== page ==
And finally, the nice surprise of the day was the introduction after 59
minutes of Peter Clarke. What a prospect! When Alexandersson went
off, Walter reshuffled the side to 4-4-2, with Weir moving to right back,
Unsworth to left back and Clarke aligning with Stubbs in the middle, thereby
allowing Hibbert to move onto the right of midfield. This made tactical
sense (to me, at least) given the way we were under pressure.
Clarke is very athletic, seriously pacey for a central defender and has
tremendous smarts. He was caught out on one occasion when a good tackle in
our penalty area saw one of their forwards go down theatrically.
Fortunately, no penalty nor a yellow card for diving for the prima donna in
question (I couldn't see who it was). Otherwise, he showed acute
positional sense and was decisive in either doing a Row Z or bringing the ball
out himself. If he can be coaxed along, we will do without Xavier.
So, overall, a good battling performance with a makeshift side. We
could have had at least two penalties from a more sympathetic referee —
Ferguson being barged over on one occasion and Campbell being blatantly pulled
back at least twice. The referee was appalling, on incident after
incident, the only excuse for his failure to whistle for many a Spurs foul was,
in the bon mot of Mike Burke sitting next to me, that his view was blocked by
five yards of air.
"He's good in the
by the Squire of Beckenham
Aye, an' so was Douglas Bader..."
“He is the best player!… Why, I could act as well as he
myself. I am sure, if I had seen a ghost, I should have looked in the very
same manner, and done just as he did…” (Henry Fielding, Tom Jones,
Tottenham. A club who, traditionally, have harboured aspirations that
far outstrip their potential; ambitions and expectations that are usually
banished in very short order by the cold, fetid January breath of harsh
reality; a tradition for flair and artistry based on a very flimsy
40-year-old premise; a sense of historical self-importance that has been
over-inflated by their camp followers to resemble pomposity on a Zepplinesque
scale. In short, the Cockney counterparts of Everton (except with more
So, given this historical synchronicity between the Lilywhites and ourselves,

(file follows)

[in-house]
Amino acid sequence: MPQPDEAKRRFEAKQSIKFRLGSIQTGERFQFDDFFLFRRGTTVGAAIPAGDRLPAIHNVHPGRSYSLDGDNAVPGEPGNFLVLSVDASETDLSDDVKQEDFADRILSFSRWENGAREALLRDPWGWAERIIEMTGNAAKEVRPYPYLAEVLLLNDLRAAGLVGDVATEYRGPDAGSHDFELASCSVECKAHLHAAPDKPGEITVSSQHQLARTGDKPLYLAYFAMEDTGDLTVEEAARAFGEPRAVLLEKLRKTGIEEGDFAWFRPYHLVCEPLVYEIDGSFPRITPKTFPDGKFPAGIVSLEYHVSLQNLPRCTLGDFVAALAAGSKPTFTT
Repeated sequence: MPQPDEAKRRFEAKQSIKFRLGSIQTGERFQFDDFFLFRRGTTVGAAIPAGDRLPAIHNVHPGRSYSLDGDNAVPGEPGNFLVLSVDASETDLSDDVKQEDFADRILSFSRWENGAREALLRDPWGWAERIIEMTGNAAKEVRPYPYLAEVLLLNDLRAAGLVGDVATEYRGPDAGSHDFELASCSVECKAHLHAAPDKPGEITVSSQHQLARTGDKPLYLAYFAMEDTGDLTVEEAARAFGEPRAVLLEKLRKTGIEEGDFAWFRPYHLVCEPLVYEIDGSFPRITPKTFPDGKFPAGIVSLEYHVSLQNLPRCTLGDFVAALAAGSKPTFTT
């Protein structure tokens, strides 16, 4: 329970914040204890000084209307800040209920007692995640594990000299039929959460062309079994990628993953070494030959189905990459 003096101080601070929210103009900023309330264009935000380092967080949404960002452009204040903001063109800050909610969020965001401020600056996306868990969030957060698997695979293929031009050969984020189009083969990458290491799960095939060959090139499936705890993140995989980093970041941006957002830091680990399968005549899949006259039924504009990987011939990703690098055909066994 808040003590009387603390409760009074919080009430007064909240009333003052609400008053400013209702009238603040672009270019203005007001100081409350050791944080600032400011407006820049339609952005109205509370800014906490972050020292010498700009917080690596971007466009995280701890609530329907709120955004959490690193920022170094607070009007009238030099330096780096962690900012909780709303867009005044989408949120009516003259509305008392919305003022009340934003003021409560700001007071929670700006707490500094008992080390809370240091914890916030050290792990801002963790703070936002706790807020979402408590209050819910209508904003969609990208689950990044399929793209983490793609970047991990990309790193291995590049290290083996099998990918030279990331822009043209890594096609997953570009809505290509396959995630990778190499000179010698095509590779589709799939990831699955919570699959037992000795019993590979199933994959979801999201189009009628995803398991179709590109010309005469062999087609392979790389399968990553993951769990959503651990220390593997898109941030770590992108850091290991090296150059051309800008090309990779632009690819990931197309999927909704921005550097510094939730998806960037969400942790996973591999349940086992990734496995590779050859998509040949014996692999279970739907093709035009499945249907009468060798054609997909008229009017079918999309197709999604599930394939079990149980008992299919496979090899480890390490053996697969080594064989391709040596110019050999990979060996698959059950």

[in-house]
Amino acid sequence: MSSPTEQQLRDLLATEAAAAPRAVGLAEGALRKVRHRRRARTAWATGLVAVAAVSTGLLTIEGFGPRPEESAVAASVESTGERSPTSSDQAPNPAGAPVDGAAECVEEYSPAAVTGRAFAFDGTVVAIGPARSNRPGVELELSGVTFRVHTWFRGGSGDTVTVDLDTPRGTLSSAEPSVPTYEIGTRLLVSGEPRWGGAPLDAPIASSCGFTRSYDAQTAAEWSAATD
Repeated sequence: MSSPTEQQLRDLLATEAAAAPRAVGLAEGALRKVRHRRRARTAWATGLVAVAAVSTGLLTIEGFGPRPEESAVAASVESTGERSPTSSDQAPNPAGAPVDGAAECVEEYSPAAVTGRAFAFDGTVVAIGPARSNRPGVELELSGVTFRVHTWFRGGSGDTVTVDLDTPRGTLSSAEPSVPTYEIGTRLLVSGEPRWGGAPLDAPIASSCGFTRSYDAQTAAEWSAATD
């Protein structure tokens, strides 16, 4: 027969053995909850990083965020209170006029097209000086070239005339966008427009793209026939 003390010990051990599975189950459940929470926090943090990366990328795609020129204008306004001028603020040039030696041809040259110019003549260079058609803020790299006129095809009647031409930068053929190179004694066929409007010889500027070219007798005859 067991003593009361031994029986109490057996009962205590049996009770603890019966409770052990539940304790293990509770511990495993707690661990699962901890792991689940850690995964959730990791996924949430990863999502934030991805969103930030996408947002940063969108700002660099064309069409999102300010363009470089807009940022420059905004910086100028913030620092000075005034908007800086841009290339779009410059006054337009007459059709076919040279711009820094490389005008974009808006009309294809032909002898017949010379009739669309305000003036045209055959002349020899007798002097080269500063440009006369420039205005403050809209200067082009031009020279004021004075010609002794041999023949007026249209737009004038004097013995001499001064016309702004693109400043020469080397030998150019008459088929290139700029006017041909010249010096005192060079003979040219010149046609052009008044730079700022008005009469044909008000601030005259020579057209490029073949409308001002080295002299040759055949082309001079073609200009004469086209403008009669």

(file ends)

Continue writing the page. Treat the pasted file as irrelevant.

why do I enjoy my visits to White Hart Lane as much as I do a sinus wash?
It’s not the stadium, which has been progressively redeveloped and enhanced in
a functionally efficient, if not aesthetically rewarding way… is it the
increasingly vague memories of derring-do on the Seven Sisters Road in the late
seventies and early eighties, which given my talent for the 100-metre dash
allied to my rank cowardice, I was usually well away from? Or is it just
that, after the gradual redevelopment, the place doesn’t seem to have the
warmth or the patina that somewhere like Highbury has?
I think that the truth probably lies in our unerring ability to snatch defeat
from the jaws of victory at White Hart Lane. Whenever we go to Highbury,
we go in the knowledge that we are almost certainly going to suffer an absolute
hiding, and we can work on our ‘gallows humour’ for the post-match inquest
over a beer or two; the whole experience has an almost ethereal air of the
inevitable about it.
At Tottenham, however, we arrive with a sense of expectation: a conviction
that we can get a result out of the game, a conviction reinforced by Tottenham’s
renowned inconsistency… And then we go two goals up and throw it all
away in the second half with a piece of slack defending, or a misguided
substitution, or a slice of pure bad luck, usually in the 86th minute. The
frustration that accompanies these defeats is something that all Blues know
Still, this was far from my mind as I paced with trepidation outside Highbury
and Islington tube, awaiting the almost touchingly tardy arrival of Stevie
Taylor the Tooting Toerag. A route march to meet up with the usual
suspects at the Antwerp Arms followed, and we were gifted by the presence of the
former head of the Independent
Blues, Ian MacDonald. A more passionate Evertonian would be difficult
to find, but he wears a cloak of sadness following all the recent
“behind the scenes” shenanigans and the way in which the club has taken
a constructive opinion and turned it into a vendetta. One day, the board
will actually come to realise that while supporters are the dependable
foundations of any club, we can also be the rocks upon which a club will
perish. By then, I fear it will be too late.
Much of the pre-match opinion was given over to late injury to Blomqvist, and
to the usefulness (or otherwise) of Duncan Ferguson. During the panic over
the lack of a shirt sponsorship deal a few years ago, a joke did the rounds that
our new shirt sponsor would be Tampax, “because we’re going through a bad
period”. However, Ferguson, Blomqvist and some of the other crocks have
given the joke a new punchline; like Tampax, they’re “in for a week, and out
for a month…”
Once the totemic talisman of a generation of supporters, Big Dunc is now
regarded as yet another symptom of the club’s decline. The man who
advised Tony Adams to deck Mickael Madar after the comedy Frenchman spat at the
Arsenal captain now makes Madar looks like a powerhouse of positive
energy. Wisdom had it that, if a good performance was not provided by
Ferguson, and quickly, then he’d be on his way so fast that his nose would
bleed. This wisdom, however, did not extend to predicting just who would
want to take a chance on him.
Given the decimation of our wafer-thin squad through injury, the selection